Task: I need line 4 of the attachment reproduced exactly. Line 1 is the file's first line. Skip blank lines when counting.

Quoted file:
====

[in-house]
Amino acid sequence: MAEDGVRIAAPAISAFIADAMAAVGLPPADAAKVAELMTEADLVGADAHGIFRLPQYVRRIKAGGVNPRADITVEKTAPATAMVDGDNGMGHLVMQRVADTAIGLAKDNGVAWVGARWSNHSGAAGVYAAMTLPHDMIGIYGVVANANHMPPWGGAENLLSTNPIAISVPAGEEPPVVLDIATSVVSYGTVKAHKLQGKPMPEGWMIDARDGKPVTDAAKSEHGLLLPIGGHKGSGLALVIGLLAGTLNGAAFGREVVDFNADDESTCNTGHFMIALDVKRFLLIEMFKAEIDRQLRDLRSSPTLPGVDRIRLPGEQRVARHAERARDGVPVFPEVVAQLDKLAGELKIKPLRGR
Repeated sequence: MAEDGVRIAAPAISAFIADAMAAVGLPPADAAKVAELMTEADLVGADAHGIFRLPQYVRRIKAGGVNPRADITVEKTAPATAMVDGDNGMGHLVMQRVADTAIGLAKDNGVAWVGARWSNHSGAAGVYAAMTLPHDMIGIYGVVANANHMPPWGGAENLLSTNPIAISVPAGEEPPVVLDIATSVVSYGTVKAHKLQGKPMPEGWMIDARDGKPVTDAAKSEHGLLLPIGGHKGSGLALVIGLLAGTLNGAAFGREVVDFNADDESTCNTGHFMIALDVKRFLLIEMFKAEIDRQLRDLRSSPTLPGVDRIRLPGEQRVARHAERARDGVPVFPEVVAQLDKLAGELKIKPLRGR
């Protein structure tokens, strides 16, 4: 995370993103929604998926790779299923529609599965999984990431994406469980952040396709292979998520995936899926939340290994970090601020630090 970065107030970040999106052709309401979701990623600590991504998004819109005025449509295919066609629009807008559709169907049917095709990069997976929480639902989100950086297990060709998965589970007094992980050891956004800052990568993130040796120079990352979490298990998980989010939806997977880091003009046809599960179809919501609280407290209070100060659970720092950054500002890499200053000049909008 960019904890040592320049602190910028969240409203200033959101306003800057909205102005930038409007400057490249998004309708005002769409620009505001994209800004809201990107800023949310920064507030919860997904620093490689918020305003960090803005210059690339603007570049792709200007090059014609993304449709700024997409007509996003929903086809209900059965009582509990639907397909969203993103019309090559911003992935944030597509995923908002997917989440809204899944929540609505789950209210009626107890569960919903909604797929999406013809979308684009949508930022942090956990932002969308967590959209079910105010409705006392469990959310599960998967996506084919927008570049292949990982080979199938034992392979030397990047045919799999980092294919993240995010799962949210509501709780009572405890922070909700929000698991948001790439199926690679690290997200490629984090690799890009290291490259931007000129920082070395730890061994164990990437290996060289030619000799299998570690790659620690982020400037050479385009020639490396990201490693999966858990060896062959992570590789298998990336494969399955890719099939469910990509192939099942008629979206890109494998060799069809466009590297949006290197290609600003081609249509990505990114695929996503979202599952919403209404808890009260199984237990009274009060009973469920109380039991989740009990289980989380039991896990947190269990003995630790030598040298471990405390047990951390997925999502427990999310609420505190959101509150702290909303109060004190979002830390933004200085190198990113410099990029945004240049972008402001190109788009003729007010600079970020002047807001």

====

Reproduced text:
């Protein structure tokens, strides 16, 4: 995370993103929604998926790779299923529609599965999984990431994406469980952040396709292979998520995936899926939340290994970090601020630090 970065107030970040999106052709309401979701990623600590991504998004819109005025449509295919066609629009807008559709169907049917095709990069997976929480639902989100950086297990060709998965589970007094992980050891956004800052990568993130040796120079990352979490298990998980989010939806997977880091003009046809599960179809919501609280407290209070100060659970720092950054500002890499200053000049909008 960019904890040592320049602190910028969240409203200033959101306003800057909205102005930038409007400057490249998004309708005002769409620009505001994209800004809201990107800023949310920064507030919860997904620093490689918020305003960090803005210059690339603007570049792709200007090059014609993304449709700024997409007509996003929903086809209900059965009582509990639907397909969203993103019309090559911003992935944030597509995923908002997917989440809204899944929540609505789950209210009626107890569960919903909604797929999406013809979308684009949508930022942090956990932002969308967590959209079910105010409705006392469990959310599960998967996506084919927008570049292949990982080979199938034992392979030397990047045919799999980092294919993240995010799962949210509501709780009572405890922070909700929000698991948001790439199926690679690290997200490629984090690799890009290291490259931007000129920082070395730890061994164990990437290996060289030619000799299998570690790659620690982020400037050479385009020639490396990201490693999966858990060896062959992570590789298998990336494969399955890719099939469910990509192939099942008629979206890109494998060799069809466009590297949006290197290609600003081609249509990505990114695929996503979202599952919403209404808890009260199984237990009274009060009973469920109380039991989740009990289980989380039991896990947190269990003995630790030598040298471990405390047990951390997925999502427990999310609420505190959101509150702290909303109060004190979002830390933004200085190198990113410099990029945004240049972008402001190109788009003729007010600079970020002047807001």